Will crucial decisions be made by warriors in contact with the enemy, or by staff officers in remote bunkers?

    Will you obey Articles 28 and 29 of the Fourth Geneva Convention, which say Protected Persons within the enemy’s physical control cannot be used to render certain points and areas immune from military operations, or will you serve a political agenda?

    Will our troops be given permission to win, or will the survivors be ordered to leave in 18 months after being regarded with derision and contempt by the Afghans?

  • Philo

    What’s with the slap at Fox news in this article? The NYT said the same thing, and the Pentagon briefing obviously left the door open to that. Meh.

    Anyways, McChrystal was an obamatron, so I fail to see how any of these is a major deal. The modified/mutated version of COIN that the POTUS signed off on may not have been the right mix.

    Personally, I have more faith in Petraeus.

    On a side note, I have to ask Clement above, what do you think of the reporting of Petraeus now? Before, when he was working for the “other team” he was the anit-christ, a failure, useless, etc. Now appointing him is a brilliant, super stupendous, totally awesome move. “excellent journalism” indeed…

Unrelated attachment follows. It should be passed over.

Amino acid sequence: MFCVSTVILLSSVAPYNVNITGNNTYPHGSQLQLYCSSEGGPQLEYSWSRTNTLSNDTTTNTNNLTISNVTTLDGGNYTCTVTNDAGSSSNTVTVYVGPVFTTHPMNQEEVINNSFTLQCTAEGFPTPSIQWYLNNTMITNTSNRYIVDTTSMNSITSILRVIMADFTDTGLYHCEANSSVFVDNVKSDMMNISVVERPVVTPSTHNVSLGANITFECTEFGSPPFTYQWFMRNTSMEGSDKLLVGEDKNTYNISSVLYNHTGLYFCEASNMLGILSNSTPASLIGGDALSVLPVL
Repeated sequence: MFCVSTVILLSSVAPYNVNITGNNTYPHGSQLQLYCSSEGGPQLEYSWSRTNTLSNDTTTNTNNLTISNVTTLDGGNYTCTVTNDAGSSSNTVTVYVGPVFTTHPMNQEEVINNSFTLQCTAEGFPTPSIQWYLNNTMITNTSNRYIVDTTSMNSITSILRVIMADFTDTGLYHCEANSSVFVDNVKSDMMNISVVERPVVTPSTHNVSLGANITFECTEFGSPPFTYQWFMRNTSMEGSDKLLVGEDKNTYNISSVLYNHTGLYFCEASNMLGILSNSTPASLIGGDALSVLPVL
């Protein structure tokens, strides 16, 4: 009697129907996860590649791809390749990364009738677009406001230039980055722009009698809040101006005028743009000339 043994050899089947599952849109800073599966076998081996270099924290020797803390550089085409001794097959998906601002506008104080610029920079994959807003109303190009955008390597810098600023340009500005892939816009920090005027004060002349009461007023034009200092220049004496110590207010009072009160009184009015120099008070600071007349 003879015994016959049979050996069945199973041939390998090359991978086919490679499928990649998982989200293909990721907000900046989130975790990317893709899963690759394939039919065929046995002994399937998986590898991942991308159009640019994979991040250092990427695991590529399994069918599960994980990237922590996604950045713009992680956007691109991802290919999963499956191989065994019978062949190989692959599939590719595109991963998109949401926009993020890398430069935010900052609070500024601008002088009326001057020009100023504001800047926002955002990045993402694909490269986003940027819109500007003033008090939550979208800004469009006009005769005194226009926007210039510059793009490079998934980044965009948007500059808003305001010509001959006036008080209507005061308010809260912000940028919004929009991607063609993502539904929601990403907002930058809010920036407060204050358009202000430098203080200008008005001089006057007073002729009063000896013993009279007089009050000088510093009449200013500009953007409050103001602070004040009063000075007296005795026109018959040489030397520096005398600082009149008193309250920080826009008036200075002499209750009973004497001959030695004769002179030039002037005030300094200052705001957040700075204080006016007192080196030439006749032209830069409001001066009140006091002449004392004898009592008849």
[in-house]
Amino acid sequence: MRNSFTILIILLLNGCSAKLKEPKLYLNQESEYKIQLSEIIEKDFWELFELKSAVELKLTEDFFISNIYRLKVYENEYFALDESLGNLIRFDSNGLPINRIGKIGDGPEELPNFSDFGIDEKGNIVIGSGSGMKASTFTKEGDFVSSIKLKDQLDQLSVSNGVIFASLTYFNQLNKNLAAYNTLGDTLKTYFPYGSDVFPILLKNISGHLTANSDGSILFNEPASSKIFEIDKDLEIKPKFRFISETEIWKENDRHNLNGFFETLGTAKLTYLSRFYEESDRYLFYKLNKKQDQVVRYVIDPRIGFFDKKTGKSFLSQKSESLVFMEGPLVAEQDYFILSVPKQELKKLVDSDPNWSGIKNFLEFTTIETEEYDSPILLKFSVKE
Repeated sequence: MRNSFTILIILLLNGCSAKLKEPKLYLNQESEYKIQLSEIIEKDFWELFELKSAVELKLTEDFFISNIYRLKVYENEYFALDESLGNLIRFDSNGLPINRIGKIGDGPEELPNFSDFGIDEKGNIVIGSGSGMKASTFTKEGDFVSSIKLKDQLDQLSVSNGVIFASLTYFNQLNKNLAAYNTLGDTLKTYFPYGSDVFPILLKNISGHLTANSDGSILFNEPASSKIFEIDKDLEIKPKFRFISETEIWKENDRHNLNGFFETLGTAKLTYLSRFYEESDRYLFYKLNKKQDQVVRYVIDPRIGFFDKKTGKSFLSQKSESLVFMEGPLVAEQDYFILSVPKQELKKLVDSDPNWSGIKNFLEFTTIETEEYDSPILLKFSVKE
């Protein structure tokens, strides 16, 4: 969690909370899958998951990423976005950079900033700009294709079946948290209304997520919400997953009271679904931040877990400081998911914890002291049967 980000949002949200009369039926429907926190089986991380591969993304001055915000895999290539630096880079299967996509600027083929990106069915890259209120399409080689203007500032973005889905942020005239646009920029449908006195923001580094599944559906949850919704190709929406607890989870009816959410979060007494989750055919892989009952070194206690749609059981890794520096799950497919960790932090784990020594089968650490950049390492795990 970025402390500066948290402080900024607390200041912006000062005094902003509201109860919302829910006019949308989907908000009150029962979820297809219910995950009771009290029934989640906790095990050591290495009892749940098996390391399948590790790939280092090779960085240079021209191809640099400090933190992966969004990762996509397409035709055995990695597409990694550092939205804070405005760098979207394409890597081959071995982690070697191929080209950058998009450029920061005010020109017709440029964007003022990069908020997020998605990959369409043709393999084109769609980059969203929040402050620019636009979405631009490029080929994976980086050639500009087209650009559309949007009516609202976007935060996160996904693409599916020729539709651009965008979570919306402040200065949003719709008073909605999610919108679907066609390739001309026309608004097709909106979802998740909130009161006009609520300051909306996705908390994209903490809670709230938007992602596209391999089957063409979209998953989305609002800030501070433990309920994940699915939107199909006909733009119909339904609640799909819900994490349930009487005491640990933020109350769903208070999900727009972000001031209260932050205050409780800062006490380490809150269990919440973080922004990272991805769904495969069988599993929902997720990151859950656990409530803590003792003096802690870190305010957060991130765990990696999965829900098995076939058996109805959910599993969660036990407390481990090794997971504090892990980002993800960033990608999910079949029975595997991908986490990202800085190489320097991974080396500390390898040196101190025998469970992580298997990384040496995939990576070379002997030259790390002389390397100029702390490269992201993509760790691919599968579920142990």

• Clement

      really? as a liberal, i can definitively tell you that i personally think the ad, if that’s what you’re referring to, was one of the dumbest stunts pulled by progressives, and by no means does the left consider him the “anti-Christ” (that would be more like Cheney), a failure (look at all of his accomplishments, awards, and decorations), or useless. In fact, when he became commander of MNF-I, many on the left praised the move knowing that someone would finally bring an intellectual approach to fighting the war. We were just pissed that Bush couldn’t justly defend his own policies and had to hide behind the general and use him as a political kewpie doll.

      You can ask the majority of liberals who actually think, and most of them will say that MoveOn attacking the man in uniform, rather than the policies of the bush administration, was the wrong move. I personally have had great respect for Petraeus since Rick Atkinson chronicled his experiences with the General in his book “In the Company of Soldiers” about the 2003 invasion, and he has proven himself to be incisive, smart and capable at every turn. If he ever ran for President I’d vote for him in a heartbeat.

      • Jacob

        Don’t bother. Conservatives have already made up their minds that liberals are sub-human.

  • pedestrian

    I’m pretty confident by now McChrystal is a pro-Democrat liberal. His background in Harvard Universtiy, extreme humanitarian soft power strategy, and the banning of Fox News is enough to prove it.